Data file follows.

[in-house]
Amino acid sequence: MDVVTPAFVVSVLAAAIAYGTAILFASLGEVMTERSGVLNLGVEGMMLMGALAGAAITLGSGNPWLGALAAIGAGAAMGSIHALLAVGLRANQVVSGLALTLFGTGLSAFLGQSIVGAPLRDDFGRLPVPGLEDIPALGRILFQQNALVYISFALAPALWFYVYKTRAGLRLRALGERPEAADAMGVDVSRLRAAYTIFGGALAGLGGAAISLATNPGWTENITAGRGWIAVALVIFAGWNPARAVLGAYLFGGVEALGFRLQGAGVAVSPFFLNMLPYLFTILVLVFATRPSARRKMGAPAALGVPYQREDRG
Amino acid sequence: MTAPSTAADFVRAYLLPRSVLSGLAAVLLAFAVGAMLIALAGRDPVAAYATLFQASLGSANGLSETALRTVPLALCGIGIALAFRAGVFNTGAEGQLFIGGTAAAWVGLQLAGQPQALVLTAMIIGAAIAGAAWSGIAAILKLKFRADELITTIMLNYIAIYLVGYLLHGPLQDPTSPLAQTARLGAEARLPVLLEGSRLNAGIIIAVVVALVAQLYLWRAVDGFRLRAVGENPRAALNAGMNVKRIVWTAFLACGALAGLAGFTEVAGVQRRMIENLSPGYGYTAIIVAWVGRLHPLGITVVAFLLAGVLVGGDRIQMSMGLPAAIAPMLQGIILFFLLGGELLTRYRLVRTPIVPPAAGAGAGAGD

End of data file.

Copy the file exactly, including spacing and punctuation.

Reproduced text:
[in-house]
Amino acid sequence: MDVVTPAFVVSVLAAAIAYGTAILFASLGEVMTERSGVLNLGVEGMMLMGALAGAAITLGSGNPWLGALAAIGAGAAMGSIHALLAVGLRANQVVSGLALTLFGTGLSAFLGQSIVGAPLRDDFGRLPVPGLEDIPALGRILFQQNALVYISFALAPALWFYVYKTRAGLRLRALGERPEAADAMGVDVSRLRAAYTIFGGALAGLGGAAISLATNPGWTENITAGRGWIAVALVIFAGWNPARAVLGAYLFGGVEALGFRLQGAGVAVSPFFLNMLPYLFTILVLVFATRPSARRKMGAPAALGVPYQREDRG
Amino acid sequence: MTAPSTAADFVRAYLLPRSVLSGLAAVLLAFAVGAMLIALAGRDPVAAYATLFQASLGSANGLSETALRTVPLALCGIGIALAFRAGVFNTGAEGQLFIGGTAAAWVGLQLAGQPQALVLTAMIIGAAIAGAAWSGIAAILKLKFRADELITTIMLNYIAIYLVGYLLHGPLQDPTSPLAQTARLGAEARLPVLLEGSRLNAGIIIAVVVALVAQLYLWRAVDGFRLRAVGENPRAALNAGMNVKRIVWTAFLACGALAGLAGFTEVAGVQRRMIENLSPGYGYTAIIVAWVGRLHPLGITVVAFLLAGVLVGGDRIQMSMGLPAAIAPMLQGIILFFLLGGELLTRYRLVRTPIVPPAAGAGAGAGD